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A contest, especially one centering around an ordinarily noncompetitive activity: dance-off; sing-off.

[From -off as in RUNOFF and PLAYOFF.]

The American Heritage® Dictionary of the English Language, Fifth Edition copyright ©2022 by HarperCollins Publishers. All rights reserved.
off (ôf, ŏf)
1. From a place or position: He walked off in a huff.
a. At a certain distance in space or time: a mile off; a week off.
b. From a given course or route; aside: The car swerved off into a ditch.
c. Into a state of unconsciousness: I must have dozed off.
a. So as to be no longer on, attached, or connected: He shaved off his mustache.
b. So as to be divided: We marked off the playing field by yards.
4. So as to be no longer continuing, operating, or functioning: She switched off the radio.
5. So as to be completely removed, finished, or eliminated: Will the cats kill off the mice?
6. So as to be in a state of sudden violent or loud activity: The firecracker went off. The alarm went off.
7. So as to be smaller, fewer, or less: Sales dropped off.
8. So as to be away from or not engaged in work or duty: They took a day off.
9. Offstage.
a. Distant or removed; farther: the off side of the barn.
b. Remote; slim: stopped by on the off chance that they're home.
2. Not on, attached, or connected: with my shoes off.
3. Not operating or operational: The oven is off.
4. No longer taking place; canceled: The wedding is off.
5. Slack: Production was off this year.
a. Not up to standard; below a normal or satisfactory level: Your pitching is off today.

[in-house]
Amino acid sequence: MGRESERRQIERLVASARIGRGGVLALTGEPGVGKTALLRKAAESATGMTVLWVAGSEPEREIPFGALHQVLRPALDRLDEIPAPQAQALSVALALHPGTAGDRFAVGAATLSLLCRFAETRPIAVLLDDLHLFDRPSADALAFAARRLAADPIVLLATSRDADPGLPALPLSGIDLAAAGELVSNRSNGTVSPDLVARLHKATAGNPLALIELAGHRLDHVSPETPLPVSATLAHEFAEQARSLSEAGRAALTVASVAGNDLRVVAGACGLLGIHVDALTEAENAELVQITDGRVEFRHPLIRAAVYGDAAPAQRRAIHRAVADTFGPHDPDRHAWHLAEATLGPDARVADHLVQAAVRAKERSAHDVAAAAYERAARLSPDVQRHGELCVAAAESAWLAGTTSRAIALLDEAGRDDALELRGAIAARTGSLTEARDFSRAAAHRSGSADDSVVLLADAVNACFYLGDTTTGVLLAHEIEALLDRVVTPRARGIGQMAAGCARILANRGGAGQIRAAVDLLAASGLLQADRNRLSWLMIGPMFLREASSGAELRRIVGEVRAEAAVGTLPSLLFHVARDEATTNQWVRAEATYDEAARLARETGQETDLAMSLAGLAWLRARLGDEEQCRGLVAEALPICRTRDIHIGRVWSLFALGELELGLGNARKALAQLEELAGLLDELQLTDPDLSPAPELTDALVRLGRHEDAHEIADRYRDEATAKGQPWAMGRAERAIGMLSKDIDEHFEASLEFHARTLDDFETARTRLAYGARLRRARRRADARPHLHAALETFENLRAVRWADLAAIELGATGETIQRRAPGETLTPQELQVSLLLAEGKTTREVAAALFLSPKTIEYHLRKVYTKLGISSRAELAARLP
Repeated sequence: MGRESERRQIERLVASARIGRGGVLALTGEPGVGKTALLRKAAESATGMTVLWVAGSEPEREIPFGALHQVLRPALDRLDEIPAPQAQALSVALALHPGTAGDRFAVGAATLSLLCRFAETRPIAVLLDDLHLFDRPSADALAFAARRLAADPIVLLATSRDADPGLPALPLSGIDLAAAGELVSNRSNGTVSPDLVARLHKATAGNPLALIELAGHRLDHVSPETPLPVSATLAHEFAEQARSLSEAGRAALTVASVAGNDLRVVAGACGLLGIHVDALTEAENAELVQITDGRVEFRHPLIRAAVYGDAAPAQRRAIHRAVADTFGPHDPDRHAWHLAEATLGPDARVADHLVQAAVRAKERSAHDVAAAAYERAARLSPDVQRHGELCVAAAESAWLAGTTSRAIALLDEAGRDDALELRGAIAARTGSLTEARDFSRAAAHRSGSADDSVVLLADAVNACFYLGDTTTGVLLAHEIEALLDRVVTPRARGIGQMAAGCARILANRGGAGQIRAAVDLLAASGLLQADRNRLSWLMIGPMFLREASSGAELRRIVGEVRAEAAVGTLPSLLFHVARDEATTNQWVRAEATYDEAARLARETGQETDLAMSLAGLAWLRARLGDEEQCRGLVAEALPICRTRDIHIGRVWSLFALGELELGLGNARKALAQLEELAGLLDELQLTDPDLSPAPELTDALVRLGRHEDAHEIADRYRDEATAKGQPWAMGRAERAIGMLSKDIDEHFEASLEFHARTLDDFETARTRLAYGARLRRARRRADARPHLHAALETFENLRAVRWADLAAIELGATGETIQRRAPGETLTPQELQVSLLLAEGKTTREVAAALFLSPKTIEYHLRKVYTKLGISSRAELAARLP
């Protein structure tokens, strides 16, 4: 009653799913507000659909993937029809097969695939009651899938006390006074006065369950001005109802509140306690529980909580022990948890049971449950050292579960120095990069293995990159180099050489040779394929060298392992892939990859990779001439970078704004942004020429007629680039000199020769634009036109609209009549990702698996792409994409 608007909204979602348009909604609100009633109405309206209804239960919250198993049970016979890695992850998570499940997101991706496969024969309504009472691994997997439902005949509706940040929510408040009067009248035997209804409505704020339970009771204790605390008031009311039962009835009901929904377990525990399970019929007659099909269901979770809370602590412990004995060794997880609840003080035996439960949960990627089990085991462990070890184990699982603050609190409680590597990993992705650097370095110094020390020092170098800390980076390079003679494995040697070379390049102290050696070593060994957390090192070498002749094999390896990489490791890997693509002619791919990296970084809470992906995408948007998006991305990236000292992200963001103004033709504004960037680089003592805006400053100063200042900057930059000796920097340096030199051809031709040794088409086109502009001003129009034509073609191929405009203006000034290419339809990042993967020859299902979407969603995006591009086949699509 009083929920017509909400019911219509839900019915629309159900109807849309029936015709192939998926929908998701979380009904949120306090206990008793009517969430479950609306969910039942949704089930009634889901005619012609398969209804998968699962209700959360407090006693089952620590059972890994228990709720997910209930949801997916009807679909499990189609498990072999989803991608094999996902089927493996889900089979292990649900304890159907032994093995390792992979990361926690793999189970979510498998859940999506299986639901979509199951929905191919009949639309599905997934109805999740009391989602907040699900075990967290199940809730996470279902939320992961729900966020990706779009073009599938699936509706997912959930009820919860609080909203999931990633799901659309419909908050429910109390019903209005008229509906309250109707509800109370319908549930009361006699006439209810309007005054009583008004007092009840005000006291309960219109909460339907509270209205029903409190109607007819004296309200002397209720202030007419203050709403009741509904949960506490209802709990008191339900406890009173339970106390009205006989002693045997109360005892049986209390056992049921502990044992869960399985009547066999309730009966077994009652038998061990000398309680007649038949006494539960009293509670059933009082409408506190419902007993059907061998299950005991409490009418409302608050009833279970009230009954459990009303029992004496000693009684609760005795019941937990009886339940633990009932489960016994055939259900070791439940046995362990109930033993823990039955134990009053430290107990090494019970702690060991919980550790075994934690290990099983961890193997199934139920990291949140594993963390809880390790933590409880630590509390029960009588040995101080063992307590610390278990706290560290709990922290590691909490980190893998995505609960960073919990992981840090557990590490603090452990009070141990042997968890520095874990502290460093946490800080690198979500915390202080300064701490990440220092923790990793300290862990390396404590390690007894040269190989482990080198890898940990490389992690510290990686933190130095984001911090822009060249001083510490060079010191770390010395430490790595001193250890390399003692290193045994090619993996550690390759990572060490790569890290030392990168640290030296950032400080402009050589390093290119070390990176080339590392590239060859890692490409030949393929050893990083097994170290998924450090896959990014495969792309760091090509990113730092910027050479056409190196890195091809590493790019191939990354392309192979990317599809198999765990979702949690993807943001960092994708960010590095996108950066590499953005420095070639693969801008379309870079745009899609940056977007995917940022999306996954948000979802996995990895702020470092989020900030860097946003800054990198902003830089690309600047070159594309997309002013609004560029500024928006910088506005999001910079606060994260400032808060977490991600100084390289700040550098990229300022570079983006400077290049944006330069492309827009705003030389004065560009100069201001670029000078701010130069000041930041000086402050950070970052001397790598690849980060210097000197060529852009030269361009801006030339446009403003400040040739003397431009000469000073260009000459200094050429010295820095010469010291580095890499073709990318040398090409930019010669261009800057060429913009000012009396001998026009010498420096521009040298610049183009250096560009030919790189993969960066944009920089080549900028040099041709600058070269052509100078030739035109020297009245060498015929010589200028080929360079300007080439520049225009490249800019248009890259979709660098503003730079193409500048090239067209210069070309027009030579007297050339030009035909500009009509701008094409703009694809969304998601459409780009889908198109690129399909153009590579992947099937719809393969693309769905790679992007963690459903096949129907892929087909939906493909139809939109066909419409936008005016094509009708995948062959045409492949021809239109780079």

b. Not accurate; incorrect: Your statistical results are off.
c. Somewhat crazy; eccentric: I think that person is a little off.
7. Started on the way; going: I'm off to see the president.
a. Absent, away from, or not engaged in work or duty: She's off every Tuesday.
b. Spent away from work or duty: My off day is Saturday.
a. Being on the right side of an animal or vehicle.
b. Being the animal or vehicle on the right.
10. Nautical Farthest from the shore; seaward.
11. Sports Toward or designating the side of the field facing the batsman in cricket.
12. Off-color.
1. So as to be removed or distant from: The bird hopped off the branch.
2. Away or relieved from: off duty.
a. By consuming: living off locusts and honey.
b. With the means provided by: living off my pension.
c. Informal From: "What else do you want off me?" (Jimmy Breslin).
4. Extending or branching out from: an artery off the heart.
5. Not up to the usual standard of: off his game.
6. So as to abstain from: went off narcotics.
7. Nautical To seaward of: a mile off Sandy Hook.
v. offed, off·ing, offs
To go away; leave: Off or I'll call the police.
To murder.
off and on
In an intermittent manner: slept off and on last night.

[Variant of Middle English of, from Old English; see apo- in the Appendix of Indo-European roots.]

Usage Note: The compound preposition off of is generally regarded as informal and is best avoided in formal speech and writing: He stepped off (not off of) the platform. Off is informal as well when used to indicate a source. Formal style requires I borrowed it from (not off) my brother.

The American Heritage® Dictionary of the English Language, Fifth Edition copyright ©2022 by HarperCollins Publishers. All rights reserved.

Indo-European & Semitic Roots Appendices

    Thousands of entries in the dictionary include etymologies that trace their origins back to reconstructed proto-languages. You can obtain more information about these forms in our online appendices:

    Indo-European Roots

    Semitic Roots

    The Indo-European appendix covers nearly half of the Indo-European roots that have left their mark on English words. A more complete treatment of Indo-European roots and the English words derived from them is available in our Dictionary of Indo-European Roots.